Without aggregates, like stone and sand, industry would grind to a halt — and so would the lifestyle we all take for granted. From our roads and bridges to roofing tiles, paint and even medicine, we need those raw materials.
And we need a lot of them.
According to Peckham Industries, a supplier of road construction materials in New York, every American demands more than 5,000 pounds of aggregates per year.
Developments in how these materials are sourced and used have been changing the aggregates industry. Reducing the industry’s environmental impact has been a big driver of change — that includes everything from quarry reclamation to how petroleum is stored (or even cleaned up during a spill).
New sustainable and environmentally friendly practices have been developed, too, such as recycled asphalt pavement. And there’s proven technology, Mark Kuhar at Rock Products reports, that converts mechanical force into electricity. This may one day turn road vibrations into a source of electricity.
Responsible environmental stewardship affects the average person in terms of cleaner breathing air to breathe, reclaimed parks to enjoy and even bringing animal species back from the brink of extinction. You may have seen the UK report by Sarah Fry of The Institute of Quarrying on the return of the bearded tit to the wetlands of Nottinghamshire, a development owned by the UK’s leading sustainable building materials group, Tarmac.
And other things are taking place, too, like industrial odor control, which is just as important to the quality of life for people living in the area.
In a case study by Boss Tek, a dust and odor suppression equipment supplier in Illinois, authors note that traditional methods weren’t working at a Central Massachusetts soil remediation site.
Formerly the site of a manufactured gas plant, the 11-acre property was to hold the local transit authority’s fleet of buses. The area surrounding the site was residential, with a large park directly across the street.
The ground being broken contained a volatile organic compound, naphthalene, which has a bitter, chemical odor. The smell can be overwhelming in small quantities, so the usual management strategies were put into place: spraying the exposed areas with foam and covering storage piles with urethane sheeting. The perimeter fence line of the site was even misted with perfume spray in an attempt to mask any odors that wafted away.
Nothing worked, though, because the smell was not actually eliminated.
Enter Boss Tek with an air treatment agent solution. Safe for humans, plants and animals — and biodegrading in 36 hours — the chemical attaches to odor-causing molecules, alters their composition and eliminates the components that cause the smell.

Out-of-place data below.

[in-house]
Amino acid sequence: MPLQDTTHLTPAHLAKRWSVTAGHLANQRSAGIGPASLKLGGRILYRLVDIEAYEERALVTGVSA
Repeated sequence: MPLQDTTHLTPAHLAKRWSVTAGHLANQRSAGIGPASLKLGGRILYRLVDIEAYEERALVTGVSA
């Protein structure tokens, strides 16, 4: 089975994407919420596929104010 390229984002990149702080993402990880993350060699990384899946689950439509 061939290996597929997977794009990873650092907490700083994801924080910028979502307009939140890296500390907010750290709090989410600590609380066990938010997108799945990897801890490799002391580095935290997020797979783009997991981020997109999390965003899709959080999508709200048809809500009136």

Once the unit, an open-cylinder cannon designer that can be put into position using a pickup truck, was in use, the daily odor-related complaints from nearby residents stopped.
Noise and Dust
It’s not just odor problems that plague those in proximity to worksites, quarries and pits.
Many residents oppose the actual location of quarries, which tend to be close to the communities where their products will be used. In fact, a Canadian survey showed more than half of those asked are against sand and gravel operations, when compared to other types of development projects including windmills, big box retail stores and bio-waste facilities, Alisha Hiyate at Canadian Mining Journal writes.
The aggregate sector is underappreciated by the public, Paul Allard, executive director of the British Columbia Stone, Sand and Gravel Association, tells Hiyate, and needs to do a better job of educating people as to how crucial the sector is to the good lives those people lead.
One way to educate is to be a good neighbor, and this is exemplified by the Alberta Sand and Gravel Association’s promotion of the 25-cent-per-ton levy collected by municipalities. The money goes to mitigating an operation’s impact on the local area and can also be used to help the community develop. Provinces nationwide have different levies, from 11.5 cents in Ontario to 53 cents in Quebec.
Eliminating or reducing irritants like noise and dust are other methods sure to help public perception. One Sandvik employee tells Hiyate that noise can be dampened by building a shelter around the machinery. He also tells her that the same thing can be done with respect to dust, using a component so that the dust is encapsulated and kept in a confined area.
Twice-weekly blasting wasn’t the issue for residents, some of whom live less than 300 yards away from a quarry outside of Toronto. Instead, it was the near-constant beeping noises from equipment backing up, which could be heard six days a week and up to 20 hours a day, that were causing complaints, reports Hiyate at CMJ. An easy fix is to change the sound, which in the plant’s new loader sounds like a loud squawk or bark. The modified sound is less bothersome to the neighbors, but still meets safety requirements.
The Future of Equipment in Aggregates Industry
Volvo is in the research and prototype stages of using electricity to power equipment, according to a report in Heavy Equipment Guide. Not only would the vehicles and machines (used in excavation, crushing and transport) increase fuel efficiency by as much as 50 percent, but they would also show a significant reduction in noise pollution over equipment in use today.
“This research project is a step towards transforming the quarry and aggregates industry,” Johan Sjöberg, technical specialist in site automation at Volvo CE, tells HEG.
“By using electricity instead of diesel to power construction equipment in a quarry, we have the potential to deliver significant reductions in fuel consumption, CO2 emissions, environmental impact and cost-per-tonne. The electrification of construction equipment will produce cleaner, quieter and more efficient machines. This represents the future of our industry.”